In a speech to technology advocates, FCC Chairman Tom Wheeler outlined plans for improving the E-rate program and putting greater emphasis on high-speed broadband.
Microsoft, Apple, Sprint, Autodesk and other companies say they will offer $750 million in devices and discounts in support of the Obama administration's plan to expand students' technology access.
An overwhelming majority of Americans, with or without children, support technology upgrades and greater broadband access for public schools, a new report says.
At an event Tuesday, President Obama will announce commitments from Verizon, Sprint, AT&T and other companies to provide students and families with free wireless access and other services.
The Data Quality Campaign and a host of partners are urging states to promote policies that will foster better use of student data by educators.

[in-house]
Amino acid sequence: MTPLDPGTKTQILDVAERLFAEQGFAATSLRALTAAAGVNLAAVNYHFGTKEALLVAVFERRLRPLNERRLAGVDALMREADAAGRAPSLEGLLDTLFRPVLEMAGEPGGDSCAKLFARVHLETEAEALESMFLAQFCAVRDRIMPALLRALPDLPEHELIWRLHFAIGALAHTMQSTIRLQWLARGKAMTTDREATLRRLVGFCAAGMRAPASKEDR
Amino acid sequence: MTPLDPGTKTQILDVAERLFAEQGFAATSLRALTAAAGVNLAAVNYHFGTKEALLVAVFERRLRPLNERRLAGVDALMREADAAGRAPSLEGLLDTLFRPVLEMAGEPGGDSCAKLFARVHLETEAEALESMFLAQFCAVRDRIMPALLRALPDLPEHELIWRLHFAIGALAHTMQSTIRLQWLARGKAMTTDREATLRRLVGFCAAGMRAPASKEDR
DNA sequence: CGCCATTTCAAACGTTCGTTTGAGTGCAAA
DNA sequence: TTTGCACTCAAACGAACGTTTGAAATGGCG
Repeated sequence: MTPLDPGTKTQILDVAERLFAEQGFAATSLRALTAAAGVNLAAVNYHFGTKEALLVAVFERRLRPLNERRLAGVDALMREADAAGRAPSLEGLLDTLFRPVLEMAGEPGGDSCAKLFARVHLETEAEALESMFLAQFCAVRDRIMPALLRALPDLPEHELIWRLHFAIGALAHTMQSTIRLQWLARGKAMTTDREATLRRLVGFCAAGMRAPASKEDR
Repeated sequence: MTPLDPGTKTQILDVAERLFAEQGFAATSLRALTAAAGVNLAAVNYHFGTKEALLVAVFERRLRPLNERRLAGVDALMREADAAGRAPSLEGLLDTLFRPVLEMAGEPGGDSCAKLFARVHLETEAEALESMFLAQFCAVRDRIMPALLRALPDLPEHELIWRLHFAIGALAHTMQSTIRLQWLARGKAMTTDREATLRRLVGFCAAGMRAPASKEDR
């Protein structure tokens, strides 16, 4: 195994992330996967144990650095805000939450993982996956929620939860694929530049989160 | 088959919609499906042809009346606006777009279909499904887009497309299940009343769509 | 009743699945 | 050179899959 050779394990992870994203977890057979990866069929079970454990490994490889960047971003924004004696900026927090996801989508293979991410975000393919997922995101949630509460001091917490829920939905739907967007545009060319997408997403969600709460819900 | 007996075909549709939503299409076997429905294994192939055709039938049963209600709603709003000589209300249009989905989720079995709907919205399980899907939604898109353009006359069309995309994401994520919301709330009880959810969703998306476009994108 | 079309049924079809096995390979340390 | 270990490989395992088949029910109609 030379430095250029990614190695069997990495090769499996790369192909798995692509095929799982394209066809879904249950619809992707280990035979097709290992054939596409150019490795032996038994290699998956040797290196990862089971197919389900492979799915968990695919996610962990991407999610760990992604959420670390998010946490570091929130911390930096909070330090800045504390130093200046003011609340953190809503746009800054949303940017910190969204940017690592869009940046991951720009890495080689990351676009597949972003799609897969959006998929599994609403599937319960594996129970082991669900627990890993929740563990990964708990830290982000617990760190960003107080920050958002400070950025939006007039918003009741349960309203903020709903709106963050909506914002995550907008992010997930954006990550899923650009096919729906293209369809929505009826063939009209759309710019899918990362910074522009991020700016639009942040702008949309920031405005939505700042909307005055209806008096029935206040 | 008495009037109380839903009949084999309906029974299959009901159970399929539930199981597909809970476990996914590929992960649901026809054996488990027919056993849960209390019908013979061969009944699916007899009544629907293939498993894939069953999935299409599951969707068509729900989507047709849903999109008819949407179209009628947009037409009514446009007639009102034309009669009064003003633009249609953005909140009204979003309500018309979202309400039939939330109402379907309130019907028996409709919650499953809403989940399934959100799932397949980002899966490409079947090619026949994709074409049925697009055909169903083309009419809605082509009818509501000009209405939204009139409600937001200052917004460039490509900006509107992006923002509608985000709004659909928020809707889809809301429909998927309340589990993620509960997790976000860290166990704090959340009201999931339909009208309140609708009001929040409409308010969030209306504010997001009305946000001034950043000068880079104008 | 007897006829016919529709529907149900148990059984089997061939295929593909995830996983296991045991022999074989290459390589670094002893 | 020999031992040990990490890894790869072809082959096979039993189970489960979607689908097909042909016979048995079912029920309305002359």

An Alaska school district is piloting a program that allows virtual teachers to control robots that move around classrooms and interact with students.
A new federal plan will call for the portion of E-rate money devoted to improving schools' and libraries' broadband to rise by $1 billion annually.
CEOs have lined up to call for E-rate reforms, and some companies are pledging to provide funds to support increased broadband access.
Applications for six independently managed, fully online schools were denied, in part due to concerns regarding close relationships between board members and proposed vendors.
The Madison, Wis., school board approved a $28 million digital device initiative, but scaled back the size of the deployment for kindergarten and 1st grade.